In its final rule, the Fed ignored this distinction, allowing banks to pad their fees by including all manner of costs not arising from specific swipe fee transactions. The practical result of the Fed’s willful misinterpretation of the law was that it invited Visa and MasterCard to use their price-fixing power to levy a 21 cent fee on even the smallest transactions, like a pack of gum or a cup of coffee. They jumped at the chance. Their new, higher fees on small ticket items produced not only higher swipe fees on purchases under $12, they also raised consumer prices for everything from movie rentals (“Red Box”) to parking meters (“Park Mobile”).
The banks and their supporters were quick to blame the Durbin Amendment for these results. Now a federal judge has determined that the problem wasn’t with the law, but with the Federal Reserve’s decision to ignore it.
“The Board’s interpretation,” in raising allowable fees by including costs that the law forbade them to include, “is utterly indefensible,” Judge Leon wrote. “The statute is not silent or ambiguous. Rather, the plain text … and the statutory structure and legislative history of the Durbin Amendment clearly demonstrate that Congress intended for the Board to exclude all ‘other costs’ not specified in the statute.” (p. 40)
Judge Leon’s criticisms were harsh. The Fed’s argument on including costs that the law forbids it to include “makes no sense” (p. 33) and “defies common sense” (p. 35); the law told the Fed to look at only incremental costs and “that’s it!” (p. 37); the Fed’s position is “irreconcilable with the statute” (p. 37) and “contrary to the expressed will of Congress” (p. 38); it “runs completely afoul of the [law’s] text, design and purpose” (p. 39) and “contradicts Congress’s clear mandate” (p. 40); the Fed cannot “flout the statute” (p. 42); its interpretation is “impermissible” (p. 42); it is “fundamentally deficient” (p. 55); the Fed “interpreted the law in ways that were clearly foreclosed by Congress” (p. 55); its rule is a “blatant act of policymaking that runs counter to Congress’s will” (p. 44).
In short, the judge concluded that the Fed’s regulation is contrary to law and irredeemably so.
“Ultimately, the Board asserts that it was given broad discretion to … establish the interchange transaction fee standard. But even if this were true, which it is not, such discretion does not give the Board the authority to ignore the expressed will of Congress. By including in the interchange fee standard costs that are expressly prohibited by the statute, the final regulation represents a significant price increase over pre-Durbin Amendment rates for small-ticket debit transactions under the $12 threshold. Congress did not empower the Board to make policy judgments that would result in significantly higher interchange rates. Accordingly, the Board’s interpretation of the interchange fee standard is foreclosed by the law and must be invalidated.” [pp. 45-46]
Judge Leon said that the Fed must shred the regulation and start over. He will hear further argument from both sides as to timing, but he made clear that he expects the Fed to write a new rule – this time one that follows the law — “within months, not years” (p. 57). In the meantime, the current regulation will temporarily stand.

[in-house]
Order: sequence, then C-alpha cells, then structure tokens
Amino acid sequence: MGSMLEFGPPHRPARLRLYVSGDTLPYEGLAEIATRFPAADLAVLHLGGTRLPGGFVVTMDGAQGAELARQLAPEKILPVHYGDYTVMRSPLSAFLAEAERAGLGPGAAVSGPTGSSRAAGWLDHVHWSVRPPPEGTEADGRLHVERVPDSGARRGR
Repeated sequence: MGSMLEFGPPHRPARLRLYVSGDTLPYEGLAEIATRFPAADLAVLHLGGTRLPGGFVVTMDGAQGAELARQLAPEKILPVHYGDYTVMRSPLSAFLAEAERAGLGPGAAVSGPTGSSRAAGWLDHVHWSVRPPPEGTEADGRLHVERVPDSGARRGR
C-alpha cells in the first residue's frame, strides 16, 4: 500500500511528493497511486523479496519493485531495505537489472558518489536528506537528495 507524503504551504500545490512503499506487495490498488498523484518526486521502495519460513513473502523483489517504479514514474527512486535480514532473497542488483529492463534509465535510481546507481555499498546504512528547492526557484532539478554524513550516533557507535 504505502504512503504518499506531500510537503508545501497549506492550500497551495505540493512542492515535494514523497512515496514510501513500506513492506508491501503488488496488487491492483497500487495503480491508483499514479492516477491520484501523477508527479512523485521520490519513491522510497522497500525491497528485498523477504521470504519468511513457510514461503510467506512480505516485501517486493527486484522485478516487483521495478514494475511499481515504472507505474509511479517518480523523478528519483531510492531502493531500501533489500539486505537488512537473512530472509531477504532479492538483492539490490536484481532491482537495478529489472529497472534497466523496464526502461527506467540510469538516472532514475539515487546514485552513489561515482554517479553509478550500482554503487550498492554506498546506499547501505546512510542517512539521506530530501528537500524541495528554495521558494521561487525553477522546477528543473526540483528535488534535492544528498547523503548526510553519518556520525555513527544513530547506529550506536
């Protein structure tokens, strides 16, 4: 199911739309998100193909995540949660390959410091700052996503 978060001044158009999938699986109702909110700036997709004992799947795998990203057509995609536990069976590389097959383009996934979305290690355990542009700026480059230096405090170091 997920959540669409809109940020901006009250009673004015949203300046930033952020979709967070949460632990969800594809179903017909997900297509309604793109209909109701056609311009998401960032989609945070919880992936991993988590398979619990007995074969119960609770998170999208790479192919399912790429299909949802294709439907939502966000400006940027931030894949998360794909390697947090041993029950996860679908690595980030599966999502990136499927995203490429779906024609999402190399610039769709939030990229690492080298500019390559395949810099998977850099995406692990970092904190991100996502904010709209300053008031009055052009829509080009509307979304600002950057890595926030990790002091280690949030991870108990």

Judge Leon will not necessarily have the last word. The Fed can appeal his ruling. If it does, the process could drag on for quite some time. But the lesson from this case is nonetheless clear: the Fed’s extraordinary powers do not free it from the law’s constraints. Courts have an obligation to apply that law, even to an agency unaccustomed to being contradicted.
Like Judge Leon, President Obama has an opportunity to remind the Federal Reserve that it is not free to do as it pleases. He recently signaled in a “60 Minutes” interview that he would not reappoint Ben Bernanke as Fed Chairman when his term expires next January. That announcement has set off weeks of speculation over who will be the next Fed Chairman. Published reports suggest that the President will choose between his erstwhile economic adviser Larry Summers and the Fed’s current Vice Chair Janet Yellen. Many Democrats have weighed in on behalf of Yellen, who has served at the Fed throughout the period during which Bernanke engineered bailouts, established a zero interest rate policy, and took trillions of dollars in government and mortgage-backed debt onto its balance sheet.
The President should take this opportunity to grill prospective nominees. What was the Federal Reserve’s role in creating the housing bubble? Why didn’t it see the resulting financial and economic calamity coming? Should the Fed, as it did in the 2008 AIG bailout, print money to pay foreign banks 100 percent of what they were owed by a failing US company? Will the prospective nominee support a full and independent audit of the Fed and greater transparency into its processes? What damage has five years of the Fed’s zero-interest rate policy done to savers and people living on fixed incomes? Should the Fed continue to pursue policies that contribute to inequality by driving up stock prices as wages deteriorate and workforce participation rates decline? When will the Fed begin to sell off the bonds it has bought? Can it do so without crashing the stock market and roiling bond markets?
The President should not nominate anyone unwilling to answer these questions clearly and forthrightly. Once confirmed by the Senate, the new Fed Chairman will hold enormous power for years after the President leaves office. Now is the President’s last, best chance to hold him or her accountable.
Judge Leon has shown that it can be done.